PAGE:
THE health of Warrington’s music scene is often called into question.

Live music venues have closed, bands have come and gone and, of course, indie pop group Viola Beach, the brightest hope for putting the town on the music map, tragically died in 2016 just as they were being tipped for great things.

But Slydigs’ homecoming proved in one glorious night how strong and distinctive Warrington music is – and that the future is looking bright.

The ‘Five Years of [WAM]’ concert featured four acts who are all from the town or just outside including Slydigs, Winachi Tribe, The Ks and Psyblings.

Often when you go to a showcase like this, where the bands have come from the same scene, all the music can end up sounding alike. But what was so impressive about this particular gig was how diverse the artists’ styles were.

First up was Psyblings, who we last saw at the Parr Hall for the Viola Beach tribute celebration. They took to the stage just minutes after doors opened but within moments had gathered quite a crowd.

Frontman Greg Dixon has a sort of magnetic stage presence.

You cannot help but watch what he does and the band’s raucous, grunge sound – tinged with a little psychedelia – was corralled into tight song structures. If Psyblings represent Warrington’s heavy rock scene then The Ks fly the flag for indie pop.

They were the newest band of the night. With the current line-up, The Ks have only been going for a year.

And yet their chemistry and polished sound would easily leave you thinking they have been around a lot longer.

There has been a lot of buzz around The Ks since the release of their single, Sarajevo, which has had around 600,000 plays on Spotify.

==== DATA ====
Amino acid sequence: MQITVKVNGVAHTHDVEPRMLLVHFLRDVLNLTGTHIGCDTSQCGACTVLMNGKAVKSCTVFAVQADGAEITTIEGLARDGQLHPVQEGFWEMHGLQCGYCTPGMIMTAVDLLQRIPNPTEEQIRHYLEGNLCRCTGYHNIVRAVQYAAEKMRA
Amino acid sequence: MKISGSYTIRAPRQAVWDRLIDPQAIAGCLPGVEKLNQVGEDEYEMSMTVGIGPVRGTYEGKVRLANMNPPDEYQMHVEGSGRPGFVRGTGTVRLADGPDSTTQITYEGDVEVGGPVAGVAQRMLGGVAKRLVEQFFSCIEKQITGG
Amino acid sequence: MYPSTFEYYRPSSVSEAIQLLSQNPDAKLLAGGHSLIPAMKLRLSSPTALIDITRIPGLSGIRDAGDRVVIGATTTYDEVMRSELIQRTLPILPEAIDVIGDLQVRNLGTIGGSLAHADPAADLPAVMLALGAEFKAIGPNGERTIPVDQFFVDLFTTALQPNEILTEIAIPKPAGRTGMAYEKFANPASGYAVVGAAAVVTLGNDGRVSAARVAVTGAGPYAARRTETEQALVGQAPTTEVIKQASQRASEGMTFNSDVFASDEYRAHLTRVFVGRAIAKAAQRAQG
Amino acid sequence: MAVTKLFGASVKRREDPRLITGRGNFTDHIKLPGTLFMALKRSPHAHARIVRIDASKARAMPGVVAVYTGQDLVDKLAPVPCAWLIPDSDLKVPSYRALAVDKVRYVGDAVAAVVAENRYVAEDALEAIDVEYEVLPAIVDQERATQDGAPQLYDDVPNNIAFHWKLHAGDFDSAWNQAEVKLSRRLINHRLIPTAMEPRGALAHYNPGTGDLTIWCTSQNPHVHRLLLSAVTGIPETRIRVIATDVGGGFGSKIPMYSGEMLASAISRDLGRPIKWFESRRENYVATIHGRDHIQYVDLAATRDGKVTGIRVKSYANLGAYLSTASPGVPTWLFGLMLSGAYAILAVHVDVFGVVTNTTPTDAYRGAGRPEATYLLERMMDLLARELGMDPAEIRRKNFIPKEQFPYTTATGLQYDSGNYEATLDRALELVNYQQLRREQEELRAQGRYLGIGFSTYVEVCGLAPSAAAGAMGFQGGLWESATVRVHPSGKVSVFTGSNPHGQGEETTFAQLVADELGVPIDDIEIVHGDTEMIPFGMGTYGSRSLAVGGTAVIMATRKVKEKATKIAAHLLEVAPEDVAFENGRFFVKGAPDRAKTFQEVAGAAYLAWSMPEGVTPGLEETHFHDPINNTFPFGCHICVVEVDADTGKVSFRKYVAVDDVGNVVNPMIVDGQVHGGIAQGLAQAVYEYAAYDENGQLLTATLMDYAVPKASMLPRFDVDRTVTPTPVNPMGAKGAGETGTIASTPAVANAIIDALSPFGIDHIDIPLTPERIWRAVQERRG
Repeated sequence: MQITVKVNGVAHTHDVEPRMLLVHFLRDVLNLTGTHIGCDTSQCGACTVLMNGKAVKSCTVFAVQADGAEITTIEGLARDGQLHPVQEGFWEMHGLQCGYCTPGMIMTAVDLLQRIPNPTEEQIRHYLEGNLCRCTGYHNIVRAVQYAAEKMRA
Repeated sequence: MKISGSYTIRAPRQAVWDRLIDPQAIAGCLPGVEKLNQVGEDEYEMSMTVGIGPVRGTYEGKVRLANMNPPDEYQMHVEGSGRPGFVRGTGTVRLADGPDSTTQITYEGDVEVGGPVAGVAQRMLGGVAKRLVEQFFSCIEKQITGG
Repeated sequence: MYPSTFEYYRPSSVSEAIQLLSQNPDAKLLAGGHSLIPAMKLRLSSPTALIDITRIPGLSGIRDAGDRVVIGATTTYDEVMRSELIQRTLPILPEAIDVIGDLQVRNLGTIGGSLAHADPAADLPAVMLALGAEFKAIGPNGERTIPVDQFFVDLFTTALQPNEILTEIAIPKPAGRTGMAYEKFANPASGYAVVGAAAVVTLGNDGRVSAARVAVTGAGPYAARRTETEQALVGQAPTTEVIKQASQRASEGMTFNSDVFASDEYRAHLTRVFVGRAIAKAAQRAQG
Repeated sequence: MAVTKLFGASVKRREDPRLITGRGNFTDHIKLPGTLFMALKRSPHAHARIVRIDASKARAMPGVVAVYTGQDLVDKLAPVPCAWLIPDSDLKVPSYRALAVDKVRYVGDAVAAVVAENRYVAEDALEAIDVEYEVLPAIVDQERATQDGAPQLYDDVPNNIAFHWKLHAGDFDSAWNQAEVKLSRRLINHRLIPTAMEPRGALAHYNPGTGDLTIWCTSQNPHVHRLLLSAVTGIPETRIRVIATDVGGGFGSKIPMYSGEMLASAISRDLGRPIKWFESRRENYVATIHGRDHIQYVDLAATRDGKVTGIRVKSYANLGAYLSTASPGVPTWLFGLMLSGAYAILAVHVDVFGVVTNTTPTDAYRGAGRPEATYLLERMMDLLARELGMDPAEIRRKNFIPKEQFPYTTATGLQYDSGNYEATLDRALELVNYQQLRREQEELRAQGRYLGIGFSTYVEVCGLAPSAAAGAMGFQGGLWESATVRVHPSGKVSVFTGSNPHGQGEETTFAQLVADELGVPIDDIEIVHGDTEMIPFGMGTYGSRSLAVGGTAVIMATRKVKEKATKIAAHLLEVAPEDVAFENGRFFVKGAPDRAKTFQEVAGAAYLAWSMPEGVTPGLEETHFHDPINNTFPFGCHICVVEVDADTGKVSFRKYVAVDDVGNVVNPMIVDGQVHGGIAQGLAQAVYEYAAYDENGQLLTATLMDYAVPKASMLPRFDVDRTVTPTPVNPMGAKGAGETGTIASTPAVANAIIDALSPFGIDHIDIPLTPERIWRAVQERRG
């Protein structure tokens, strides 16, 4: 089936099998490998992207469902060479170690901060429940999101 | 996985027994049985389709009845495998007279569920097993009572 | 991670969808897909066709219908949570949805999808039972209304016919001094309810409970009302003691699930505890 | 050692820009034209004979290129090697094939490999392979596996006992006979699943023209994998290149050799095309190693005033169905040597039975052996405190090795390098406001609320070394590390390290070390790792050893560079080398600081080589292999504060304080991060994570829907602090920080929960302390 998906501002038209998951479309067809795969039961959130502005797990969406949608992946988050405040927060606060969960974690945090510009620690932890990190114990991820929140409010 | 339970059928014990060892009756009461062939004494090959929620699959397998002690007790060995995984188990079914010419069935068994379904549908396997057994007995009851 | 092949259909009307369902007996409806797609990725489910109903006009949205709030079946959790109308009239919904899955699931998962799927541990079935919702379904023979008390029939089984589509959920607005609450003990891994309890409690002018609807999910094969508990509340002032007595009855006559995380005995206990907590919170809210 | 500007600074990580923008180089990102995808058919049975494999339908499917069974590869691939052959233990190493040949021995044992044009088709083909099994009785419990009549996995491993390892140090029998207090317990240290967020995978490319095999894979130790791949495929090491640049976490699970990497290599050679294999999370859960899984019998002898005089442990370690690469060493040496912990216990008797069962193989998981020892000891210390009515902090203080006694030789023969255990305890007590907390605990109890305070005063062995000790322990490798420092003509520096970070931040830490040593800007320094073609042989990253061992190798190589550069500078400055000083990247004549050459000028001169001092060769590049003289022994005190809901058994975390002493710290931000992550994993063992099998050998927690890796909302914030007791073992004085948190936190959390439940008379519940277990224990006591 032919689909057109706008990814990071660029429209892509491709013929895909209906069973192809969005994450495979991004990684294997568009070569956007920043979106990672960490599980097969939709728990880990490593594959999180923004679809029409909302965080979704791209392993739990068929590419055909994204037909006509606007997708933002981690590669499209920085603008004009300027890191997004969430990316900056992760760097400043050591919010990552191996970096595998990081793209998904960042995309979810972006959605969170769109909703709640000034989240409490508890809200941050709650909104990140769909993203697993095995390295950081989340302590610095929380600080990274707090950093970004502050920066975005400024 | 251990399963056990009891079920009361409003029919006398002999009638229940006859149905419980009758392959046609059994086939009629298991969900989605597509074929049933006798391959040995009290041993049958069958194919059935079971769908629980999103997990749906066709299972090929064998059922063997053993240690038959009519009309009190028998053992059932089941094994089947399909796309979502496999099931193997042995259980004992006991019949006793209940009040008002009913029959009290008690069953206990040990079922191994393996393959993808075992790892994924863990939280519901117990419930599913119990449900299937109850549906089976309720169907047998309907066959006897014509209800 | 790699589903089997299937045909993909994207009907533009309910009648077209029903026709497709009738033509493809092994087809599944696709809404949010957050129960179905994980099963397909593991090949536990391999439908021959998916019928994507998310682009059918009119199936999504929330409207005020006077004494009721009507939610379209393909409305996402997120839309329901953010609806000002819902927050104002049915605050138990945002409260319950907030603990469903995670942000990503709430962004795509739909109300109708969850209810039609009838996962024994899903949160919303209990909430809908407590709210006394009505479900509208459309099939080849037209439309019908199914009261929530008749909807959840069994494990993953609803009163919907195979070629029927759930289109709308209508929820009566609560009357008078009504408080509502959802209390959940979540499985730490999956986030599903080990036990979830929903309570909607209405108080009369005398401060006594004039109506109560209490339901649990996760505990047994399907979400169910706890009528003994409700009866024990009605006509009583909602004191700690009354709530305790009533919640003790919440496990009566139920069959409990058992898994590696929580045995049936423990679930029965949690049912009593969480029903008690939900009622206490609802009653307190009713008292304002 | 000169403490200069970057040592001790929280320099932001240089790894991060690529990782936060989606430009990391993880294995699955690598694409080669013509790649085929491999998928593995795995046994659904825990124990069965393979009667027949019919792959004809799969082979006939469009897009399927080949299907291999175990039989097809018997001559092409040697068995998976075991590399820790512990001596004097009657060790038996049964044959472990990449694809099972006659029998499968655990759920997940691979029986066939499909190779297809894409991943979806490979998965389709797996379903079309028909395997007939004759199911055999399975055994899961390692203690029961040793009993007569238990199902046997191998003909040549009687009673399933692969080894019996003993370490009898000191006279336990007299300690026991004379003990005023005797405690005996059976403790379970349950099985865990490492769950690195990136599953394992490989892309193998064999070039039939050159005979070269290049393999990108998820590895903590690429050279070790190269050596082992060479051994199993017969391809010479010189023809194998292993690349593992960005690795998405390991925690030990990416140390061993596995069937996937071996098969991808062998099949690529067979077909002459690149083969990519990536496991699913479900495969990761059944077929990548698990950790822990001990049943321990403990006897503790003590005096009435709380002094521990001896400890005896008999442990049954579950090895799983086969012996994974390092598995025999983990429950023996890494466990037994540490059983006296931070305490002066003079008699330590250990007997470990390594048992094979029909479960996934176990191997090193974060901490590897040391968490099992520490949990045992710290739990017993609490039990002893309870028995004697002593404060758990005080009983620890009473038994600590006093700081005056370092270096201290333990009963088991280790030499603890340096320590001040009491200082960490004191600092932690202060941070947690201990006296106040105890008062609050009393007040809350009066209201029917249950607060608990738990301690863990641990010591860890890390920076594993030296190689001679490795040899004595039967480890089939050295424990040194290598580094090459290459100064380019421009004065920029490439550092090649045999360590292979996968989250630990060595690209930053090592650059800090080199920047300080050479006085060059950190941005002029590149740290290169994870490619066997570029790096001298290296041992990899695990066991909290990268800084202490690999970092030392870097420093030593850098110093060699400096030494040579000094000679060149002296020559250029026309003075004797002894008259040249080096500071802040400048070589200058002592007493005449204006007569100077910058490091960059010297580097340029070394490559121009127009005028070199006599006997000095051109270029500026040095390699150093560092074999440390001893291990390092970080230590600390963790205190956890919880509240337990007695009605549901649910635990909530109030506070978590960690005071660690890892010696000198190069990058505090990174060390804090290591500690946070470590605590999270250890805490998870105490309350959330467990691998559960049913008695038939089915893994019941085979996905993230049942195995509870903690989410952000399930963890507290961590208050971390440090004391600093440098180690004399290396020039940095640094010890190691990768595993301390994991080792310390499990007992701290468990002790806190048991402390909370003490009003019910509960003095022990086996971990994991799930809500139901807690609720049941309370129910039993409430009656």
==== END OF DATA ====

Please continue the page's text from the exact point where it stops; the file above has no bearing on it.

But all their songs had that anthemic quality which they blasted out with confidence and passion. Their set was one of the highlights of the night.

Fresh from a tour of the United States’ West Coast, Winachi Tribe singer Liam Croker said: ‘There’s no place like home’ as he sized up the crowd, unfazed.

Inspired as much by Tricky and Grandmaster Flash as they are by Happy Mondays and Primal Scream, the band got the Parr Hall into a groove.

The standing area of the venue was heaving by this point with revellers dancing and throwing their hands into the air.

Winachi Tribe’s line-up also includes Ian Brown’s percussion legend Inder Goldfinger who played a Zildjian spiral trash cymbal which was as incredible to look at as much as it offered a unique element to the sound.

In terms of delivery and style, the memorising band were unlike anything else that evening.

Slydigs then closed the show to rapturous applause. It is incredible to think how far these Burtonwood lads have gone and to follow them on that journey.

Their riff-laden classic rock and roll formula harked back to the 1960s and 70s. No wonder they were chosen by The Who to join them for their North American and European tours.

The charismatic four-piece seem to have learnt a lot about stagecraft since then because they looked self-assured and at home on the town’s biggest stage. They capped off what was an incredible night all around.